Anyway, the new RAM is awesome and I find that I can have my Linux VM and Eclipse open at the same time along with everything else without problems.

My current contract is going well but entails a lot of work. I have billed for more than sixty hours each week since I started although I have actually worked more than that. They seem to be happy with the work that I am doing and have extended my contract from May 30th for the summer.

Although I was hired for my text messaging experience, I have been doing very little related to that. Much of my work revolves around databases, Java, and web services. I have picked up some new skills and brushed off some old ones. It is certainly interesting work and I am pleased that they have extended my contract.

Tomorrow morning I am assisting my paid department at ‘Traumaproma’. This is to be a performance of sorts at the local high school. Saturday is the prom; tomorrow we will respond to a mock drunk-driving accident at the school involving two vehicles and four patients. I understand the injuries may be severe; someone may die and someone may be transported from the scene by helicopter. It sounds like fun.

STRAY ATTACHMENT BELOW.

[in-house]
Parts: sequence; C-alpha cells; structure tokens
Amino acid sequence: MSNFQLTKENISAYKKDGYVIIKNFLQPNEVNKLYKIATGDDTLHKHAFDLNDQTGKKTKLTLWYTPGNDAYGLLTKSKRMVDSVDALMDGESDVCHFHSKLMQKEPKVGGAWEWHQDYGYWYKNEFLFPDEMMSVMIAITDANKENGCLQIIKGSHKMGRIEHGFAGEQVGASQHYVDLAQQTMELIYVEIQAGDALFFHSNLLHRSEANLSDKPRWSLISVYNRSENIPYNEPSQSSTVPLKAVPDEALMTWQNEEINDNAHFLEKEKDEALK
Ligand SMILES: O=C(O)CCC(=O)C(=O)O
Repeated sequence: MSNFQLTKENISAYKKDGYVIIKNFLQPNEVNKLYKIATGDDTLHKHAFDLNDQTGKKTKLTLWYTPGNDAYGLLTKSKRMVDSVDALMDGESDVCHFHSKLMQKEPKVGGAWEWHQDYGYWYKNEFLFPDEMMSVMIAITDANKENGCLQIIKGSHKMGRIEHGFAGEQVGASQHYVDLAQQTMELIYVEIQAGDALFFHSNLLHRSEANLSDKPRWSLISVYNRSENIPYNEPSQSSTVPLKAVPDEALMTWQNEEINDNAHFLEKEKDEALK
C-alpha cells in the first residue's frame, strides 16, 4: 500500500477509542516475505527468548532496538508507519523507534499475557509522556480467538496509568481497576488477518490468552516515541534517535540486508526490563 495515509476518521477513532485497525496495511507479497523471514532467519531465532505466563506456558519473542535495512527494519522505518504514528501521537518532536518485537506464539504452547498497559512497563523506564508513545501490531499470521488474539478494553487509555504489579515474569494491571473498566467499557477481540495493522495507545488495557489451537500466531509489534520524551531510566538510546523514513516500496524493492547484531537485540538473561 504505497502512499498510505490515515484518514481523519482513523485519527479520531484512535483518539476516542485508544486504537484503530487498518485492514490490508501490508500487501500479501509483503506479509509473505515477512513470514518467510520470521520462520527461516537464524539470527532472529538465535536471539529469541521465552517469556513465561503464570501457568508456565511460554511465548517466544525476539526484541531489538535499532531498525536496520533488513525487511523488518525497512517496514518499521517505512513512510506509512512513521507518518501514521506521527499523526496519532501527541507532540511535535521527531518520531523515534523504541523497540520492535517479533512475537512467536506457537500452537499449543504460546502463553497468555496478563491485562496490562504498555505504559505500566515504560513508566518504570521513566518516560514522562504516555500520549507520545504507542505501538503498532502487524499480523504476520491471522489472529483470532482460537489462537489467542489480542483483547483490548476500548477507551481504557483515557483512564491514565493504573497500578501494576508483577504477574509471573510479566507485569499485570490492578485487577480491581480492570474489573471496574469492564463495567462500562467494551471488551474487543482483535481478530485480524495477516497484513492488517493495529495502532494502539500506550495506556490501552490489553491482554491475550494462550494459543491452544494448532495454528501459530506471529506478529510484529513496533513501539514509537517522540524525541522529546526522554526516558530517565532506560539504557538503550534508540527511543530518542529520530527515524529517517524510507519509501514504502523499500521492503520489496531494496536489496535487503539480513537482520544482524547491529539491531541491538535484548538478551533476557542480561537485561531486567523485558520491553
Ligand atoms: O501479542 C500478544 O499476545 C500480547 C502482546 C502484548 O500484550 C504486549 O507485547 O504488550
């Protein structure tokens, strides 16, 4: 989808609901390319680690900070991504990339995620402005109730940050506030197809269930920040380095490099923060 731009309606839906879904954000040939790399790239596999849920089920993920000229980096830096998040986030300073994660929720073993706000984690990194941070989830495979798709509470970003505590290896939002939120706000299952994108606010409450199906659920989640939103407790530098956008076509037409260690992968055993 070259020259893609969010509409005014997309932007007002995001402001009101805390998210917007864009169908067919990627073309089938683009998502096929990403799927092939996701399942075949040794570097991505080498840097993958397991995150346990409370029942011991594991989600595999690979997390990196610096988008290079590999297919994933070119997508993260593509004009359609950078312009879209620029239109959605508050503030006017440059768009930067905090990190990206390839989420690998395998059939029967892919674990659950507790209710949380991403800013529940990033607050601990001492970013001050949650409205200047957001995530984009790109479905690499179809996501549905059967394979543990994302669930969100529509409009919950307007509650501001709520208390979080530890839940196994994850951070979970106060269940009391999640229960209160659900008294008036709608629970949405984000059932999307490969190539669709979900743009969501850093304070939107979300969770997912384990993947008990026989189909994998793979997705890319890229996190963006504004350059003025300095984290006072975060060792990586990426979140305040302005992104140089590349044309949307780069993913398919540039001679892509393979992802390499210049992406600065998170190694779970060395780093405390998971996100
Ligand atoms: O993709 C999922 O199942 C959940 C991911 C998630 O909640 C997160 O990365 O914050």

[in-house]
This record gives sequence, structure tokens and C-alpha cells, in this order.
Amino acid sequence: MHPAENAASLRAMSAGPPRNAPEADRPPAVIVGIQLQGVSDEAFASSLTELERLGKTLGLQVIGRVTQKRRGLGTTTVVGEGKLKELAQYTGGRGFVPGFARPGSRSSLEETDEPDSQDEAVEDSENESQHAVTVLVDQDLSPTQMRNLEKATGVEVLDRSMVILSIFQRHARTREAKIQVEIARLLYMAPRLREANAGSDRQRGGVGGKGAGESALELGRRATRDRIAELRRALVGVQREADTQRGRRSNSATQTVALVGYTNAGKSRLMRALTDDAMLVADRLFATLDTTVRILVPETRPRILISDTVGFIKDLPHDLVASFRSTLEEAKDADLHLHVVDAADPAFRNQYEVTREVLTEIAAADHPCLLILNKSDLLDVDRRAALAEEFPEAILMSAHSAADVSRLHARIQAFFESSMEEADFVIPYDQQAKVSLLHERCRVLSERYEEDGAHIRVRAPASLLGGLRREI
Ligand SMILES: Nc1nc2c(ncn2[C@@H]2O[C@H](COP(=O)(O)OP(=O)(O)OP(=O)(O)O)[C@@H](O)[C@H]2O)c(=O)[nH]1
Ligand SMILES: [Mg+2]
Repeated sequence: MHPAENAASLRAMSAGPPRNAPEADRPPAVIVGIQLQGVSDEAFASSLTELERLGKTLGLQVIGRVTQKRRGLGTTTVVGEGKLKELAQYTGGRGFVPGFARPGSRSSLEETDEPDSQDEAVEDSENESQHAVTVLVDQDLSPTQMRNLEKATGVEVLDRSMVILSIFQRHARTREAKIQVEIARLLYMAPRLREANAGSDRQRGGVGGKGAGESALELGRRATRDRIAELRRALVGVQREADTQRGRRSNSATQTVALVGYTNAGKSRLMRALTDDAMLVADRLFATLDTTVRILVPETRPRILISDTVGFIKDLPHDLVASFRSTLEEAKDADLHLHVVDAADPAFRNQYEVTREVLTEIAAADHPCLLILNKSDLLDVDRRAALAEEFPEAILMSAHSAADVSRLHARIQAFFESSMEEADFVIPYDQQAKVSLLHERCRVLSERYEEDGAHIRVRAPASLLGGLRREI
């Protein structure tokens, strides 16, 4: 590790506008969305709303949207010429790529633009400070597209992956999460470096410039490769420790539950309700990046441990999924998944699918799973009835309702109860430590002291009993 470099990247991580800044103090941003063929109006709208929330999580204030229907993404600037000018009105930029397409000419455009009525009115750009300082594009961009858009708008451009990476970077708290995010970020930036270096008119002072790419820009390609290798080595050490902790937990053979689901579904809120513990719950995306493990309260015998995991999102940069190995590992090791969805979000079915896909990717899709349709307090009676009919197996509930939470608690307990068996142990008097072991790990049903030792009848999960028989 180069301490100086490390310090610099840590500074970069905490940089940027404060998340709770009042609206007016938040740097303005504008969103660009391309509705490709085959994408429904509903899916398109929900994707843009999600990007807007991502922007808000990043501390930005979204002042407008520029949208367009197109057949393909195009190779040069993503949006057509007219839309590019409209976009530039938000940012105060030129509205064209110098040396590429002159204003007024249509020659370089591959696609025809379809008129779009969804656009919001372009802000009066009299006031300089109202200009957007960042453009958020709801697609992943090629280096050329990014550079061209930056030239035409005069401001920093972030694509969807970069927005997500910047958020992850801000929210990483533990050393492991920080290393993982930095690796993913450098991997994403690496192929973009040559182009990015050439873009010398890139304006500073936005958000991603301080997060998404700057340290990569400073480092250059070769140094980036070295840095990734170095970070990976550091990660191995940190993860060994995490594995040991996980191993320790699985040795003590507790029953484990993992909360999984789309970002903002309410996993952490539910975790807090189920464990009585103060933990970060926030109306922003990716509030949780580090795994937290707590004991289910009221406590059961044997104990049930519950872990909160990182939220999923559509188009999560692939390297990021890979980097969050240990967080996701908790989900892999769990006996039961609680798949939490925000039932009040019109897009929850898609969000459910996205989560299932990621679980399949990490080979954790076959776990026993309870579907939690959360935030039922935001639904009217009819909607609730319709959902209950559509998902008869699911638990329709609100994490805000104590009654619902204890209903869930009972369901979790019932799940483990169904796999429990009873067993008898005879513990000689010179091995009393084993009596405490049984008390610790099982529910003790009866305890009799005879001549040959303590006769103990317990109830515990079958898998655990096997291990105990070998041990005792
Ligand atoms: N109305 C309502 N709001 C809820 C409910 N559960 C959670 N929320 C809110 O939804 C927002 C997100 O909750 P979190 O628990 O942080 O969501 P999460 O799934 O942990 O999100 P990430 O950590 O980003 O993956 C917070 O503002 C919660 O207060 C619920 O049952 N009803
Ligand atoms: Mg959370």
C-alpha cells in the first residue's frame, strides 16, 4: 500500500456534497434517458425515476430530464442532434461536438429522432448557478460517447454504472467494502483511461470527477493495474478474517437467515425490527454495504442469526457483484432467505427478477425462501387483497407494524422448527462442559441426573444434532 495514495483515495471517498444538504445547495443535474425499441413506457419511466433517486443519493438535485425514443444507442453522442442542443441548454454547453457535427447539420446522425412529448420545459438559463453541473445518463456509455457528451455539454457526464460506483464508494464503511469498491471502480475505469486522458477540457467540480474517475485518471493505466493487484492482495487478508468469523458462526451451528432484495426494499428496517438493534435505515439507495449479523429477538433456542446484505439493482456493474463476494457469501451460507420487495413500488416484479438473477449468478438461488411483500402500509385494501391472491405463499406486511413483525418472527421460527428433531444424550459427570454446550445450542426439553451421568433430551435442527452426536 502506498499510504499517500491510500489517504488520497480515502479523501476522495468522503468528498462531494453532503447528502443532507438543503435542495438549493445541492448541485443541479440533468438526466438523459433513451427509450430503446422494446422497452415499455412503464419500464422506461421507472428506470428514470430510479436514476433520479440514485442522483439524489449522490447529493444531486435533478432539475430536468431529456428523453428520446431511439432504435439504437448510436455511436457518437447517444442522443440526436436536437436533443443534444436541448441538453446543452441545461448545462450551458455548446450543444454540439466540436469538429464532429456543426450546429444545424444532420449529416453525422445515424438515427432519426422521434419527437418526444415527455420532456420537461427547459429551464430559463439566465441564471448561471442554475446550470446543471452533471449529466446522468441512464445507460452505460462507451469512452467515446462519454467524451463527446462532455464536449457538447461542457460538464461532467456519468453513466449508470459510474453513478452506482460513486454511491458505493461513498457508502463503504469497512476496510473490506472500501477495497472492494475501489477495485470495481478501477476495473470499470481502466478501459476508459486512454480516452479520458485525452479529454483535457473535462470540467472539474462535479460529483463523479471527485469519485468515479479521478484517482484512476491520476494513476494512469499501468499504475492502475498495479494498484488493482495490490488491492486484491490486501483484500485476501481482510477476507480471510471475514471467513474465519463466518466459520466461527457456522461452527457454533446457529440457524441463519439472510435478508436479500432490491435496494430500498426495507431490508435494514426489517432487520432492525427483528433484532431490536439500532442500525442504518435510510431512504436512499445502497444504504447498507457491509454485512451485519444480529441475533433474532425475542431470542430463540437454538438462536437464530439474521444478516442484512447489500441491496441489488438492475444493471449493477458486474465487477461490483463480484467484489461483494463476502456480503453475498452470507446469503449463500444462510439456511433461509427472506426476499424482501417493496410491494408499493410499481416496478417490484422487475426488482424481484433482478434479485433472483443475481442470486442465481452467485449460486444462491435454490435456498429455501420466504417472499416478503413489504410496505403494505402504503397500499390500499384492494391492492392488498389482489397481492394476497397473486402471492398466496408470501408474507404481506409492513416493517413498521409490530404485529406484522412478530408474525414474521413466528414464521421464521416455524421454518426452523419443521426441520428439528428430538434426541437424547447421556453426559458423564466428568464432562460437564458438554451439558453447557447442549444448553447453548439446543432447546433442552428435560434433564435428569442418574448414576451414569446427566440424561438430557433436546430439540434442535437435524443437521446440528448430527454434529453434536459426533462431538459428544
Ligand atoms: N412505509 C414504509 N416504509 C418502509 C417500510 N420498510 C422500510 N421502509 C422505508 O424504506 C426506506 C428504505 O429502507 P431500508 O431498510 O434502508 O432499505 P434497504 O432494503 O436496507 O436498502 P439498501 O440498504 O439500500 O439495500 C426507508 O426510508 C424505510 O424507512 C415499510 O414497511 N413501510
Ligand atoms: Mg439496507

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The patient had tried to commit suicide; at least tried to appear to have tried. She claimed to have taken a handful of several different types of drugs including some powerful opiates some time before we had been called. Her story didn’t add up, though; she was not as out of it as she would have been if her story was accurate.

Still, she claimed to be suicidal; the police reported that her husband had wrestled a pistol away from her earlier in the evening after she threatened to use it on herself.

We delivered her to the hospital. The nurse asked a few questions.

“You have some family here… Is there anyone that you don’t want to see?”

“My children… I don’t want them to see me like this.”